In the second test, we maintained the 15-gram total weight, but replaced 3 grams of water with 3 grams of blood meal, a powdered fertilizer that is partially made up of animal blood, creating a more viscous fluid. That may sound gross, but we wanted to be able to test the period underwear with a solution that looked and smelled like blood; this would help us to assess underwear leakage and cleanliness (as the metallic smell of the blood meal is a pungent one).
Once these liquids were prepared, we applied them to the underwear in two different configurations. In the first configuration, the underwear was suspended in mid-air. This setup helped us to get a sense of how quickly the underwear absorbs liquid, as well as how easy it would be for the liquids to soak through or leak along the sides of the panties.
In the second configuration, we laid the underwear flat onto a towel, applied the liquid, and then covered the underwear with a second towel, and weighed it down for an hour. This setup gave us a sense as to how any leakage would affect the clothes being worn on top of the period underwear.
Lastly, in between testing each liquid and each configuration, we washed the underwear according to wash instructions. After each wash, we assessed the cleanliness of each pair of underwear, which basically came down to whether or not we could still see or smell evidence of the bloodmeal.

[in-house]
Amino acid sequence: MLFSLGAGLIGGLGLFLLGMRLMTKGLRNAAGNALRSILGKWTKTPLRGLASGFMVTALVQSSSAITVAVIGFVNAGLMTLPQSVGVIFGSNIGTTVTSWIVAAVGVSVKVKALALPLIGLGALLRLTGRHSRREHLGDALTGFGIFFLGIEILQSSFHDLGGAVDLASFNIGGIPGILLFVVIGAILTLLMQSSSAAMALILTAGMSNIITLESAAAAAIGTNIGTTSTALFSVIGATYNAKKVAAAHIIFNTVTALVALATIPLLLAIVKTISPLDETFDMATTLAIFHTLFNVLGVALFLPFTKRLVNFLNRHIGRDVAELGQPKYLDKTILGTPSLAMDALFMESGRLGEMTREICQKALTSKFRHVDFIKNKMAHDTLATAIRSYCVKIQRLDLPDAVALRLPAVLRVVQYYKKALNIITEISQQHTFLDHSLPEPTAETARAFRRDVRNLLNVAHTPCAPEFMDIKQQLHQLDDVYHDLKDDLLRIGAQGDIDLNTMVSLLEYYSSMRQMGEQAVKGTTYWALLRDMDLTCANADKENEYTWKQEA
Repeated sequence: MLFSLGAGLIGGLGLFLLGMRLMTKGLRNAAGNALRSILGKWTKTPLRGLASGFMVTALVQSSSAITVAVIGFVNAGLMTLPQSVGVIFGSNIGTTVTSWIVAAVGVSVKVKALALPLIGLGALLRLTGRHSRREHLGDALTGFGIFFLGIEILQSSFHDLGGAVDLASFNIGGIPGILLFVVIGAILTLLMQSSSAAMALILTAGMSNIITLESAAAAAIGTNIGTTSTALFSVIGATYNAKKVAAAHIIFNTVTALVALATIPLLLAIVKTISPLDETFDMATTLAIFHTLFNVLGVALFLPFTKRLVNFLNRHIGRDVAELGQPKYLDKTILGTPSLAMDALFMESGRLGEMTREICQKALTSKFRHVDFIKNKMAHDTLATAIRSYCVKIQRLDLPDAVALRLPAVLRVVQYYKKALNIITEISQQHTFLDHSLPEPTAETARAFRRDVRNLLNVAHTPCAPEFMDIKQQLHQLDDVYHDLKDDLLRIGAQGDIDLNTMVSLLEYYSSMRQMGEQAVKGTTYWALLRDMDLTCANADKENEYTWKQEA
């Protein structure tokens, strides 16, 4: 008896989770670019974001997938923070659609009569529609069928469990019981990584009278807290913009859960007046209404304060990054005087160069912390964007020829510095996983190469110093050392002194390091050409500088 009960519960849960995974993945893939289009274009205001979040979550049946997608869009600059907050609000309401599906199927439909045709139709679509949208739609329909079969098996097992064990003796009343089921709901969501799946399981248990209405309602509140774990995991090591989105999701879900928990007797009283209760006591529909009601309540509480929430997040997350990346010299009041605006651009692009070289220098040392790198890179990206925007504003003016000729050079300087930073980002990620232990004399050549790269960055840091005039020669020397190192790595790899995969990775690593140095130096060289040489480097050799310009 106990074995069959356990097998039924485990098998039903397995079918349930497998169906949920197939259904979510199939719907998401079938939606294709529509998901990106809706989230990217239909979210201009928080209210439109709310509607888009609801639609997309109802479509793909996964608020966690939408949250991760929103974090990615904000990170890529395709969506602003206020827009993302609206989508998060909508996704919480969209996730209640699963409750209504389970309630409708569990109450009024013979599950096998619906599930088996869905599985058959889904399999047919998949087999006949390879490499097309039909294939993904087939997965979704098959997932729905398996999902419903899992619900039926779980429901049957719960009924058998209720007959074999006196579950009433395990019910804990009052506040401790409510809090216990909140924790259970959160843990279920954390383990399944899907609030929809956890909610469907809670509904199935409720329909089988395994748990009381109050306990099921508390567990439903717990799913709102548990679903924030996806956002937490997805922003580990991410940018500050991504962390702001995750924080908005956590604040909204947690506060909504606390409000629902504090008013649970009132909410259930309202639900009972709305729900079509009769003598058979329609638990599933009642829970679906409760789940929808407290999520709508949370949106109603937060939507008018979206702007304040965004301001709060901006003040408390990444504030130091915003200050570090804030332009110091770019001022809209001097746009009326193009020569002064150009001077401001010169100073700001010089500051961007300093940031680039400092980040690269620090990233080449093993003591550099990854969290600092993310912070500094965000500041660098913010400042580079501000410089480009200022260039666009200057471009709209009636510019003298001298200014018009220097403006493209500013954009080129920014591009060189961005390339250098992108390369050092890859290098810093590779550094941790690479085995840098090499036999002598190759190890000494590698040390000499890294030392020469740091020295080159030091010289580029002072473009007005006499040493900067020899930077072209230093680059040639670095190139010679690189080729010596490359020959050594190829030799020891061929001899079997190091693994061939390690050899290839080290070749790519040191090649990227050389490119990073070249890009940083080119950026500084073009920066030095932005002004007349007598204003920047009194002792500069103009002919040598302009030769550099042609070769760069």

Based on the lab testing, we narrowed down the list of period underwear to the top-performing brands—Modibodi, Thinx, Dear Kates, and Luna Pads—and asked four testers to try out a pair from each brand, allowing them to select their own color and style within that brand. They wore the underwear over the course of a month to test for style, comfort, and effectiveness. I also wore each pair of underwear, even the ones that didn’t make the first cut, during my period.
Who Should Use Period Underwear?
Before getting into this, I should make a general period underwear disclaimer: Period underwear works like a pad, in the sense that it collects menstrual fluid once it has left the body. Period panties tend to be slimmer and are less likely to shift out of place than pads, but if you’re typically a tampon or menstrual cup user, you will “feel” your period more with panties than you would with your internal collection method. Because of this, we recommend using period panties for a few things:
Wearing on days in the early and later stages of a period, e.g., when it could come or could be finished, but you aren’t totally sure and don’t want to wear a tampon
As a backup with a tampon or menstrual cup for peace of mind
For people who usually wear pads but want to replace them with something reusable
For people who might wear tampons or menstrual cups during the day, but like wearing pads at night
Other Period Underwear We Tested
Modibodi Sensual Hi-Waist Bikini - Heavy Overnight Absorbency